Comprehensive Biography for Wang Bi

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Comprehensive Biography for Wang Bi

Unread postby DaoLunOfShiji » Sat Jun 02, 2018 12:22 am

Wang Bi, style Fusi (226-249)

The Wang clan were from Gaoping, in Qingzhou on the eastern coast of China.[1] They were a very well off clan and many of their members became prominent ministers and scholars through the years. The one to bring the clan to true prominence was Wang Gong. He served as Grand Commandant during the Later Han Dynasty, even establishing the Pure Ones political movement that were at odds with the eunuchs in the court.[2]

Wang Bi’s father was one Wang Ye, who succeeded Wang Can’s fief following his death.[3] Wang Ye was a Secretarial Court Gentleman under Wu-di of Wei and Wen-di of Wei.[4] Wang Bi was born in 226 and from his days as a child displayed an incredible amount of intelligence and wisdom. As he developed further in life he grew attached to the writings of Laozi at age 10 and he had a firm grasp on the subject matter, evidently able to discuss it thoroughly.[4]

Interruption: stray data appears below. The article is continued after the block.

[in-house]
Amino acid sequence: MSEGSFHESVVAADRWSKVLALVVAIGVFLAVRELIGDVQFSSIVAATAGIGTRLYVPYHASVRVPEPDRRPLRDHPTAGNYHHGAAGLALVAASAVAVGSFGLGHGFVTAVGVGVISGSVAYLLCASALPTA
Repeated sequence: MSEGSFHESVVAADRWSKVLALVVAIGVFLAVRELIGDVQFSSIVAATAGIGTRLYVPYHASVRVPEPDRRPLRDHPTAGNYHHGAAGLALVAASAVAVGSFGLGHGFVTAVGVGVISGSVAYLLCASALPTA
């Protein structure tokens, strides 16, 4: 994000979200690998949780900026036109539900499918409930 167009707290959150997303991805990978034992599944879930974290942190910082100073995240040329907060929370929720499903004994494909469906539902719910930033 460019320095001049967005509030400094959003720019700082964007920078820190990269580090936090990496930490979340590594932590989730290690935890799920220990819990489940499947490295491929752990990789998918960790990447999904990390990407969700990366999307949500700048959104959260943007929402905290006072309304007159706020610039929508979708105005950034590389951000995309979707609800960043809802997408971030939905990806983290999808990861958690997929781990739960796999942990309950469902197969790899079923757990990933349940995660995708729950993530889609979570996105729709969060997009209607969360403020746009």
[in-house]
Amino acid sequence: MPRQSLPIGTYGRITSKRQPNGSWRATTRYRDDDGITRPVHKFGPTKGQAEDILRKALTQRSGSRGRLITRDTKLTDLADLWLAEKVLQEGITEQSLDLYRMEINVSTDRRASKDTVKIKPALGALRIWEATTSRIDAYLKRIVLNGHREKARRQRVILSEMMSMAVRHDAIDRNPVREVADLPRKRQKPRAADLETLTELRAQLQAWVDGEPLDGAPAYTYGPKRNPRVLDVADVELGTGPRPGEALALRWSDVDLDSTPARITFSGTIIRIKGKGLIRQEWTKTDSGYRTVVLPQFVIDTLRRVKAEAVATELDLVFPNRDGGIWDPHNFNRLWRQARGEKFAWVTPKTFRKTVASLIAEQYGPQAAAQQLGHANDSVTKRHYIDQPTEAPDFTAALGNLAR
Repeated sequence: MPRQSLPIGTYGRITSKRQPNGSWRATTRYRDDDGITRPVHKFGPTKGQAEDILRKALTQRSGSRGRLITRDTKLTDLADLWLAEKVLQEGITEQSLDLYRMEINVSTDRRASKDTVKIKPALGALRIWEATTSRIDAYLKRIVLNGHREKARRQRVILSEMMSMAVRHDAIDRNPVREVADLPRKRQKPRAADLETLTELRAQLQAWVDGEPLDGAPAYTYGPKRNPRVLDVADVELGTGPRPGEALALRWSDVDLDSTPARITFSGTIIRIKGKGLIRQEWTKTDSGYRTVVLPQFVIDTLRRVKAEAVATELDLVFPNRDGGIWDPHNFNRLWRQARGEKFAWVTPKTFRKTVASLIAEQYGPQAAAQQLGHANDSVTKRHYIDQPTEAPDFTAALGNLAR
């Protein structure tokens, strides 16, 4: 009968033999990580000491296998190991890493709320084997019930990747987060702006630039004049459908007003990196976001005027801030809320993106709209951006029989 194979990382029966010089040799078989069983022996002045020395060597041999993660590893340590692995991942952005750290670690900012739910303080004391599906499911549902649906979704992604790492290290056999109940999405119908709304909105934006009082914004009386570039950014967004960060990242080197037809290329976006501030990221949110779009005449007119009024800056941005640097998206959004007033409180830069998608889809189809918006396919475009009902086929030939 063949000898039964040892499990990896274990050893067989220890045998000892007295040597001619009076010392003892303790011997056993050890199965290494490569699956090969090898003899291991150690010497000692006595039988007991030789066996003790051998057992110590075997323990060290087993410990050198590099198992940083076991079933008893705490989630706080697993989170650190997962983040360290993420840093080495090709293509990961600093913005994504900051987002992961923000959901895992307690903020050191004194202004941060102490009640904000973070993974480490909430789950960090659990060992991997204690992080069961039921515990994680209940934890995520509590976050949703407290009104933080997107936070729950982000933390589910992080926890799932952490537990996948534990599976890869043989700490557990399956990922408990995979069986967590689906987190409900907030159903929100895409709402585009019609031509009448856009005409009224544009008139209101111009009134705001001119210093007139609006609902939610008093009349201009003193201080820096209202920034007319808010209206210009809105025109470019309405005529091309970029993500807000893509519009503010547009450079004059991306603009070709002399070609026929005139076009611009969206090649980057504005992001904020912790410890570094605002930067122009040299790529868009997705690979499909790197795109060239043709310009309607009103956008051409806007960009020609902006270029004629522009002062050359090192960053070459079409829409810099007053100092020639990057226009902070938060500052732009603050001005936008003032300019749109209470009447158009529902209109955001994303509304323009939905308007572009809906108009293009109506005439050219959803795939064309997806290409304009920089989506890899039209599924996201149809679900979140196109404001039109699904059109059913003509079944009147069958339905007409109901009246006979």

In Wei resided a man named Pei Hui, one who was said to exceedingly good at spotting talent and often made great friends with them.[5] When Pei Hui was serving as Director of the Ministry of Personnel Wang Bi, still not yet an adult, went to visit him. When Hui and Bi met, Hui was taken aback by just how extraordinary he was.[6] In order to test his wisdom Pei Hui asked Wang Bi, “Nothingness in truth is the source on which the myriad of things depend for existence, yet the Sage was unwilling to talk about it, while Master Lao expounded upon it endlessly. Why is that?” Wang Bi replied “The Sage embodied nothingness so knew that it could not be explained in words, thus did not talk about it. Master Lao, by contrast, operated on the level of somethingness,[6a] which was why he constantly discussed nothingness; he had to, for what he said about it always fell short.”[7]